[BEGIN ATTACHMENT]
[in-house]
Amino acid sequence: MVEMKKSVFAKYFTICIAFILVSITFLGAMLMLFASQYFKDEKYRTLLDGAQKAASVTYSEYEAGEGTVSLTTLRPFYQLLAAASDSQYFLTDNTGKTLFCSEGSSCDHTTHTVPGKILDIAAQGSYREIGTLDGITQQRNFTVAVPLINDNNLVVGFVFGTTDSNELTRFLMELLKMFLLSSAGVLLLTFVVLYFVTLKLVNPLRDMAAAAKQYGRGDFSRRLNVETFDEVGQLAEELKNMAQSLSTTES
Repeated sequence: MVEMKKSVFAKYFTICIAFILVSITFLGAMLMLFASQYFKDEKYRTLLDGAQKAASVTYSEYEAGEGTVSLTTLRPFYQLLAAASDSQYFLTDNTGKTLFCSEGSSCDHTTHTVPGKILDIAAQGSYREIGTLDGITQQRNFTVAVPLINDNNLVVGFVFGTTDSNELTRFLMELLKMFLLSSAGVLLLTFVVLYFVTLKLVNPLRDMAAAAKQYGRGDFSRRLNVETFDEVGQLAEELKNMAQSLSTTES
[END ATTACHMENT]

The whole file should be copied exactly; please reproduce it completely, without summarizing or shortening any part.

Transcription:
[in-house]
Amino acid sequence: MVEMKKSVFAKYFTICIAFILVSITFLGAMLMLFASQYFKDEKYRTLLDGAQKAASVTYSEYEAGEGTVSLTTLRPFYQLLAAASDSQYFLTDNTGKTLFCSEGSSCDHTTHTVPGKILDIAAQGSYREIGTLDGITQQRNFTVAVPLINDNNLVVGFVFGTTDSNELTRFLMELLKMFLLSSAGVLLLTFVVLYFVTLKLVNPLRDMAAAAKQYGRGDFSRRLNVETFDEVGQLAEELKNMAQSLSTTES
Repeated sequence: MVEMKKSVFAKYFTICIAFILVSITFLGAMLMLFASQYFKDEKYRTLLDGAQKAASVTYSEYEAGEGTVSLTTLRPFYQLLAAASDSQYFLTDNTGKTLFCSEGSSCDHTTHTVPGKILDIAAQGSYREIGTLDGITQQRNFTVAVPLINDNNLVVGFVFGTTDSNELTRFLMELLKMFLLSSAGVLLLTFVVLYFVTLKLVNPLRDMAAAAKQYGRGDFSRRLNVETFDEVGQLAEELKNMAQSLSTTES